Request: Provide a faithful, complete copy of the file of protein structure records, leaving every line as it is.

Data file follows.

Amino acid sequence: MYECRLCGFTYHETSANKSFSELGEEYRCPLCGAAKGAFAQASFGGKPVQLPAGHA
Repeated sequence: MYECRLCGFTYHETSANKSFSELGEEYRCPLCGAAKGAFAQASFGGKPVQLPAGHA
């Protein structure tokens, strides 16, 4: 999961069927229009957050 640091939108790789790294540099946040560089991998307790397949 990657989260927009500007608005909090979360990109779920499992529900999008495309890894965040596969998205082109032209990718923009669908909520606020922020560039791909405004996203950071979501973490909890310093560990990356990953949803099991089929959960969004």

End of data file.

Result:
Amino acid sequence: MYECRLCGFTYHETSANKSFSELGEEYRCPLCGAAKGAFAQASFGGKPVQLPAGHA
Repeated sequence: MYECRLCGFTYHETSANKSFSELGEEYRCPLCGAAKGAFAQASFGGKPVQLPAGHA
């Protein structure tokens, strides 16, 4: 999961069927229009957050 640091939108790789790294540099946040560089991998307790397949 990657989260927009500007608005909090979360990109779920499992529900999008495309890894965040596969998205082109032209990718923009669908909520606020922020560039791909405004996203950071979501973490909890310093560990990356990953949803099991089929959960969004």